Mark Crispin writes:
2. Re: Keld Simonson's documents, I think it is very important that we
get some additional East Asian input.
Although Keld claims that his method can be used for East Asian
languages as well, I strongly doubt that such use will be common. Many
Japanese will simply continue to use their form of ISO 2022, because
it *works*. I believe that Keld's method is *only* useful for
I know that Taiwan is not happy
with either Unicode or the ISO proposals.
Perhaps certain Taiwanese individuals are unhappy with Unicode and DIS
10646. (Where did you get your info? How reliable is it?)
On July 22-24, the 1st CJK JRG meeting was held. (Stands for China
Japan Korea Joint Research Group, or something like that.) The
attendees included individuals from China, Japan, Korea, Taiwan, Hong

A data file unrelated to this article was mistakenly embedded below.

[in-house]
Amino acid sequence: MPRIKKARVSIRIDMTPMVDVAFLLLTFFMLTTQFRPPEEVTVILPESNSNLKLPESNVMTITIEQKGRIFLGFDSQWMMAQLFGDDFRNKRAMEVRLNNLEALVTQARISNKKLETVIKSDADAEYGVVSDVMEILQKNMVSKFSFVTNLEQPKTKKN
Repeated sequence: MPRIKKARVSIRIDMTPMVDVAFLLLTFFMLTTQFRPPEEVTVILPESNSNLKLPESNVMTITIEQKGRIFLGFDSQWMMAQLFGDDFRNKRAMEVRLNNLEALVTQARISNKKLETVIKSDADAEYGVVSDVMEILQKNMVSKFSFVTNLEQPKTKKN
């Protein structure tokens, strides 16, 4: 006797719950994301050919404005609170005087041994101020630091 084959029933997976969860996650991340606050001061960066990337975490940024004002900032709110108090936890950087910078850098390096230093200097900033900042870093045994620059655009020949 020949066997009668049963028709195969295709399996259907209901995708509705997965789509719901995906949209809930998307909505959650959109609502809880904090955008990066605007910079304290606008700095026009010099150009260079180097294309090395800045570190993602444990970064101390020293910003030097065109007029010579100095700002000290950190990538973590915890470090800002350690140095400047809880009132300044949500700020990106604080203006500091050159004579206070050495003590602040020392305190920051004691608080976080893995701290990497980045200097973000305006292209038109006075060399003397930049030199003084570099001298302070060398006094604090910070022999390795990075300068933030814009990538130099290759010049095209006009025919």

Kong, and USA. They are working on unifying the East Asian ideographic
characters. The result will probably be included in the next draft of
10646 and in Unicode.
It's just that I urge that
we get more input before committing ourselves, and not just from a few
people with East Asian e-mail addresses.
Absolutely! Just because my email address happens to end in ".jp" does
not mean that I represent "the Japanese".
As to getting input from East Asians, I can provide a few pointers if